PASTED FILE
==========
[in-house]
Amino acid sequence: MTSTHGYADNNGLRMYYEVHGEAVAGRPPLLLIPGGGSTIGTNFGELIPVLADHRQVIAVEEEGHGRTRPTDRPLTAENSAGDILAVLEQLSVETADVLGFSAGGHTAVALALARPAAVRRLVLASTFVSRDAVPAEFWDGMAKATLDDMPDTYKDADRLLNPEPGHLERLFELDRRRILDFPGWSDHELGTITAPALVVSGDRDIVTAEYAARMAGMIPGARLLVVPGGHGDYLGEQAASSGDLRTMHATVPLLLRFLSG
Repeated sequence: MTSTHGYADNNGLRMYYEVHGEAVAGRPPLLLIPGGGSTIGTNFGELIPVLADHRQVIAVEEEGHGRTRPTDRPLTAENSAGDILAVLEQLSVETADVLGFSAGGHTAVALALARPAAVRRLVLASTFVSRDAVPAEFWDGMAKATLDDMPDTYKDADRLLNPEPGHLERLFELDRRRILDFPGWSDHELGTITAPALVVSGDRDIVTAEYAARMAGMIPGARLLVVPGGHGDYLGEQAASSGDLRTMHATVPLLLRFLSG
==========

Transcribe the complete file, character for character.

[in-house]
Amino acid sequence: MTSTHGYADNNGLRMYYEVHGEAVAGRPPLLLIPGGGSTIGTNFGELIPVLADHRQVIAVEEEGHGRTRPTDRPLTAENSAGDILAVLEQLSVETADVLGFSAGGHTAVALALARPAAVRRLVLASTFVSRDAVPAEFWDGMAKATLDDMPDTYKDADRLLNPEPGHLERLFELDRRRILDFPGWSDHELGTITAPALVVSGDRDIVTAEYAARMAGMIPGARLLVVPGGHGDYLGEQAASSGDLRTMHATVPLLLRFLSG
Repeated sequence: MTSTHGYADNNGLRMYYEVHGEAVAGRPPLLLIPGGGSTIGTNFGELIPVLADHRQVIAVEEEGHGRTRPTDRPLTAENSAGDILAVLEQLSVETADVLGFSAGGHTAVALALARPAAVRRLVLASTFVSRDAVPAEFWDGMAKATLDDMPDTYKDADRLLNPEPGHLERLFELDRRRILDFPGWSDHELGTITAPALVVSGDRDIVTAEYAARMAGMIPGARLLVVPGGHGDYLGEQAASSGDLRTMHATVPLLLRFLSG